Five local health provider and service agencies make up the Arnprior & Area Rural Health Hub. Arnprior Braeside-McNab Seniors at Home Program Inc., the Arnprior and District Family Health Team, Arnprior Regional Health, the Champlain Local Health Integration Network and the Renfrew County and District Health Unit have committed to working together to improve the experience and outcomes of patients with chronic diseases, focusing on health promotion, disease prevention and improving transitions/providing more seamless care. Focusing initially on those in the community living with COPD and those living with diabetes, AARHH identified local service gaps and the need to promote local services to these populations.
The first projects of the AARHH were to create an inventory of all local diabetes resources and all local COPD resources and make them available on Ontario 211; The Arnprior COPD Exercise Guide (available on the ARH website), which helps persons with COPD find local exercise programs that are right for them; and reaching members of the community at risk for pre-diabetes or Type II diabetes to promote earlier diagnosis. As part of this initiative, local pharmacies, community paramedics, local physicians and the Family Heath Team are collectively using the CANRISK screening tool to help identify those at risk.
One of the first things you notice about Bob Potter when he enters a room is his energy. His choice of footwear (sneakers) seems appropriate, like he’s going to jump up at any moment and lead us in a vigorous calisthenics routine.
But my first impressions of Bob are hard to align with the reason he’s here to talk to me. Just over a year ago, Bob, who’s in his early sixties, was overweight. He was severely out of shape, his diet was less than ideal and he constantly felt run down. Luckily, a visit to his family doctor, Dr. Jonathan Fitzsimon at the Arnprior & District Family Health Team, was about to change his life.
Bob found out that not only did he have high blood pressure, but his blood sugar was so high that he was diagnosed with Type II diabetes. Despite having several risk factors, including a family history of diabetes, this news came as a shock to Bob. But it did serve as the wake-up call Bob needed to start taking charge of his own health and turn his life around.
Dr. Fitzsimon referred Bob to the Family Health Team’s dietitian and an ARH diabetes nurse educator. Bob enrolled in a diabetes education course offered at Arnprior Regional Health through the Renfrew County Diabetes Education Program. Bob, a self-described Type A personality, focused on listening intently and learning as much as he could about managing his condition and following instructions to the letter. He started following the Canada Food Guide created specifically for diabetics and dutifully tracked his food for months in a food log. He cut out all refined sugar and rediscovered his love of cooking, this time with only fresh, healthy ingredients.
Bob emphatically states that his lower blood pressure, lower blood sugar and 50 lb. weight loss wouldn’t have been possible without the Arnprior and Area Rural Health Hub. The Health Hub made provider collaboration, between the FHT, ARH and Renfrew Public Health, seamless and easy. This, in turn, made Bob aware of all the local resources available to him as soon as he was diagnosed, and made his transition from one appointment to another, from one agency to another as easy as possible.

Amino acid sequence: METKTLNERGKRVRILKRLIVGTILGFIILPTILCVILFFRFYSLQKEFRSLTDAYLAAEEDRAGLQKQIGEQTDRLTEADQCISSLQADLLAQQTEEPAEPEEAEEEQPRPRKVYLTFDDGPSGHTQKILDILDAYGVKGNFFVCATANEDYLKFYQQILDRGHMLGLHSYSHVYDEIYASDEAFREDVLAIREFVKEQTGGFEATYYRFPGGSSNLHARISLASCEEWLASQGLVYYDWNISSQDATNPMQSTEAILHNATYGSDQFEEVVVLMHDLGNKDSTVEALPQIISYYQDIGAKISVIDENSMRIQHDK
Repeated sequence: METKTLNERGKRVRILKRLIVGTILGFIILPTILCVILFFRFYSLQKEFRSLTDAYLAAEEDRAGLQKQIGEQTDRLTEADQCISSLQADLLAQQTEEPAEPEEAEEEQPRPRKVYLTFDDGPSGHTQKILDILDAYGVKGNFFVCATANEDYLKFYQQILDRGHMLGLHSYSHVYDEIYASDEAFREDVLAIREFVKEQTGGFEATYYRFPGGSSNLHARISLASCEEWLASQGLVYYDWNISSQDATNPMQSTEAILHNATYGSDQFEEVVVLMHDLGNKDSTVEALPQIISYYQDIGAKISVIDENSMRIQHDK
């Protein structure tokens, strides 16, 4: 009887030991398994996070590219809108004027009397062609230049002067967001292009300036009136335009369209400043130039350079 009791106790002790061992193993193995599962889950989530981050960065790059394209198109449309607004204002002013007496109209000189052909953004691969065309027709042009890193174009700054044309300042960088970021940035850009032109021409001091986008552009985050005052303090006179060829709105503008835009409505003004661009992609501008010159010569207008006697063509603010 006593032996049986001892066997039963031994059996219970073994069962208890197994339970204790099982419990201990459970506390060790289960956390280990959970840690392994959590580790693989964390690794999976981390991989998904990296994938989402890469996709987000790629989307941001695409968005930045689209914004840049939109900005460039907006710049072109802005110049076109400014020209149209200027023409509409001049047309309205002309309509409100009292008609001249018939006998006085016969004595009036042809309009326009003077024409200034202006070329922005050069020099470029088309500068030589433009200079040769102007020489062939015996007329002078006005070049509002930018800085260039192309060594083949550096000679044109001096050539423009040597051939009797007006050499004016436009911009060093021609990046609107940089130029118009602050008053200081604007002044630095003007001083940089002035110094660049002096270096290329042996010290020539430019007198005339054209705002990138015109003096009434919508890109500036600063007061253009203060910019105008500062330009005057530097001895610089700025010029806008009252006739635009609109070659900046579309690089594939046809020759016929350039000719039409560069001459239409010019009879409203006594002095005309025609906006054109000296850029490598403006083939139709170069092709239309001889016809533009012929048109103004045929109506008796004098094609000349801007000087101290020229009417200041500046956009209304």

Bob became actively involved in the Rural Health Hub, attending stakeholder meetings and providing valuable input during the co-design process of a local diabetes screening event and a local resource inventory to support those living with diabetes. When I first contacted him about sharing his story as a Health Hub patient, he didn’t hesitate
“The Health Hub made it easy for me to take control of my diabetes,” Bob tells me. “This approach ensured that I knew about and was connected with the right people and the right resources.”
“One of the key elements of the approach has been patient participation in all aspects of the program, says Jason Moore, a project manager with AARHH. “Patients, healthcare providers and administrators worked together to co-design solutions to meet community needs. This ensures that the unique needs of all parties involved are accounted for throughout the projects, and results in more effective services and continued engagement of all stakeholders.”
Bob is practically evangelical about the value of patient involvement. “If you don’t have diabetes yourself, there’s things you don’t think about.” He gives a small but effective example: a meeting of AARHH stakeholders that included several community members with diabetes. “They provided snacks at the meeting, but they were trays of cookies. We shouldn’t eat that stuff.”
To further illustrate the profound impact that the Arnprior & Area Rural Health Hub had on him, Bob stopped by my office two days later with an envelope containing two photos. One was taken the day prior in his living room and contrasted sharply with the second image, one of the few “fat photos” Bob could find. Bob smiles proudly as I pick my jaw up off the floor.
“I’m not unique,” says Bob. “When everyone’s connected and working together, it’s really a well-oiled machine. If you follow directions and take advantage of the tools available, you’ll have successful results, just like I did.”